Meyer P, Sergi C, Garbe C. Polymorphisms of the BRAF gene predispose males to malignant melanoma. J Carcinog [serial online] 2003 [cited 2020 Jul 16];2:7. Available from:

  Introduction Top

Melanoma is an aggressive skin cancer which, once metastasized, is resistant to most current treatments. Malignant melanoma is the leading cause of death from skin diseases, and its mortality rate is increasing faster than for any other malignant disease except lung cancer [1]. In 2002, 53,600 new cases of melanoma were projected for the U.S.: 30,100 in males and 23,500 in females [2]. The lifetime probability of developing melanoma is 1.72% for males and 1.22% for females, and older males have double the prevalence compared with older females [2,3].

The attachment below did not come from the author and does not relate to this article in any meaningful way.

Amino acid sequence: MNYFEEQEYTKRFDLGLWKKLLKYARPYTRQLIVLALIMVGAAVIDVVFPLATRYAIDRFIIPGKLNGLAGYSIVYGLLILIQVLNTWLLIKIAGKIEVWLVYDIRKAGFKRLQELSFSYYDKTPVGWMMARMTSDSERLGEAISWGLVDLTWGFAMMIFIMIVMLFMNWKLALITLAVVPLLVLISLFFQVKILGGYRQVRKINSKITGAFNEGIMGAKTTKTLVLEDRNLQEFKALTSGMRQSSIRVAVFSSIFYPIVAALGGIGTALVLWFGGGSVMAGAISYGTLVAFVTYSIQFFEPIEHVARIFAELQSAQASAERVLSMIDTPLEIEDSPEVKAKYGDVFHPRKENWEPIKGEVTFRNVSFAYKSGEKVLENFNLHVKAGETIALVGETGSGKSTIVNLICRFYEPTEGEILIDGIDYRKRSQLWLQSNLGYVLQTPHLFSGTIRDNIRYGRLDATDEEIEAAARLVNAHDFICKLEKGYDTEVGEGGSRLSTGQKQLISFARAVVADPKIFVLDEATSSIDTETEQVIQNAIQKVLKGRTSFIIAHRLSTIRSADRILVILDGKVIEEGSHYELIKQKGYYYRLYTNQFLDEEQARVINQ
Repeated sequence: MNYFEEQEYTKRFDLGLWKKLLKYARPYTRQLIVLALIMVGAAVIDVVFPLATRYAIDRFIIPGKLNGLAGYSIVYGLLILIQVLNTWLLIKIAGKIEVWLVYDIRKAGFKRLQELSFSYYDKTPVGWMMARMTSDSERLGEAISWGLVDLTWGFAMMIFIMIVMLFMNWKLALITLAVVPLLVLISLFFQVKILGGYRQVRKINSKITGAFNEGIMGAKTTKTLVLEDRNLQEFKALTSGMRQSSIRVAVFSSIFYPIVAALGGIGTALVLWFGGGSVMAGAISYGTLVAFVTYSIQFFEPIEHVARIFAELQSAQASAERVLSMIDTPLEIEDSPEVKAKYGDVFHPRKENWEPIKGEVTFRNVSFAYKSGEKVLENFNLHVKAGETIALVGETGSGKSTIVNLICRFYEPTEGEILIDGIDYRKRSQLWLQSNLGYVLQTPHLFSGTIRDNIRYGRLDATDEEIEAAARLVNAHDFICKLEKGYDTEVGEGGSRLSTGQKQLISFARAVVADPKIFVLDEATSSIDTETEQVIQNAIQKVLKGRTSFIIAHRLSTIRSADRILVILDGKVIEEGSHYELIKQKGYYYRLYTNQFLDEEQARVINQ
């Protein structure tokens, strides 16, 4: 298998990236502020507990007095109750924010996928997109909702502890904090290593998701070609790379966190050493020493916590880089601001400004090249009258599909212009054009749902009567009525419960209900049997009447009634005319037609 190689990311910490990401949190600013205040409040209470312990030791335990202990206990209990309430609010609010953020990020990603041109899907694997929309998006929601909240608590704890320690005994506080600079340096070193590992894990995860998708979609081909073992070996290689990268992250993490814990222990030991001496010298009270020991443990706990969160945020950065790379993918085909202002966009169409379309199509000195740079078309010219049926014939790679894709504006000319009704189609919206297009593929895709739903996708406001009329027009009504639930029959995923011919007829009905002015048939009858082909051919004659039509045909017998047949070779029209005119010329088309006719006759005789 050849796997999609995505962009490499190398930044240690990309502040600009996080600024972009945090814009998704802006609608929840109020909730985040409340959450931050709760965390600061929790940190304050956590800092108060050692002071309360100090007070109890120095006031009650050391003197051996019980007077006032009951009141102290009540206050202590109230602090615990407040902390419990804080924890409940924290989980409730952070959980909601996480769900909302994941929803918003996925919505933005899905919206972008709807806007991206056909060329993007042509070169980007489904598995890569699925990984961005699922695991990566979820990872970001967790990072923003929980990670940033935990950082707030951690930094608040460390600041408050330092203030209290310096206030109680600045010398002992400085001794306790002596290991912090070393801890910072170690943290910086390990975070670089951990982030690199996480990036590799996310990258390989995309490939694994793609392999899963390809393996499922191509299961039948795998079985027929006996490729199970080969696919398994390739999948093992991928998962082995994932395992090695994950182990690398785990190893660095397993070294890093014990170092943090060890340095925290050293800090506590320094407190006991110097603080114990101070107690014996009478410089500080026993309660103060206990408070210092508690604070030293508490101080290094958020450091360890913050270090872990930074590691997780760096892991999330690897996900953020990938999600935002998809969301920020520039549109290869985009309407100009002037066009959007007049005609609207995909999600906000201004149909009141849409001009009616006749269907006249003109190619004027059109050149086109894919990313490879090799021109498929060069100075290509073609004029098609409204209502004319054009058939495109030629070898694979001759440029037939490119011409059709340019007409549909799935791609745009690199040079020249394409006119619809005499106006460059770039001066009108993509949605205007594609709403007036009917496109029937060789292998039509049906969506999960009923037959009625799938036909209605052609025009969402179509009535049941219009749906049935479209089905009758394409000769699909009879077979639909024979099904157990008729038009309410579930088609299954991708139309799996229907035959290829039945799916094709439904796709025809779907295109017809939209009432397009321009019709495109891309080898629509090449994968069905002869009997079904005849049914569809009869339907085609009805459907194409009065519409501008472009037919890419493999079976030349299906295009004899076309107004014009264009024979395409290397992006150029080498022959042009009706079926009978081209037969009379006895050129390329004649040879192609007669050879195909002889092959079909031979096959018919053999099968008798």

Familial melanoma represents 8–12% of all melanoma cases. Germ-line mutations in CDKN2A also called p16 -gene [4,5] and CDK4 [6] have been identified in different proportions ranging from 5% to approximately 90% in monogenic melanoma patients [7]. Sporadic malignant melanoma accounts for the vast majority, i.e. about 90% of cases, and genetic factors that mediate susceptibility to this form of melanoma are not well understood. Several candidate genes have been reported to predispose to sporadic melanoma, including vitamin D receptor ( VDR ; MIM# 601769) [8], the melanocyte-stimulating hormone receptor ( MC1R ; MIM# 155555) [9,10], glutathione-S-transferase M1 ( GSTM1 ; MIM# 138350) [11], a gene of the cytochrome P450 family ( CYP2D6 ; MIM# 124030) [12], as well as epidermal growth factor ( EGF ; MIM# 131530) [13]. The hitherto best known melanoma risk factor CDKN2A accounts for about 25% of familial melanoma cases [14], but less than 1% of all melanoma cases [15,16]. The etiology of sporadic melanoma is complex and likely involves interactions of multiple low-penetrance susceptibility genes, the influences of environmental exposures such as ultraviolet (UV) light, and the interaction of genotype and environment. Recently, single nucleotide polymorphisms (SNPs) have emerged as markers of choice for complex disease gene mapping because of their high density and even distribution across the human genome [17]. Feasibility studies to establish the strategies and methodologies of SNP use now allow direct comparison of allele frequencies in case-control populations using DNA pools [18,19].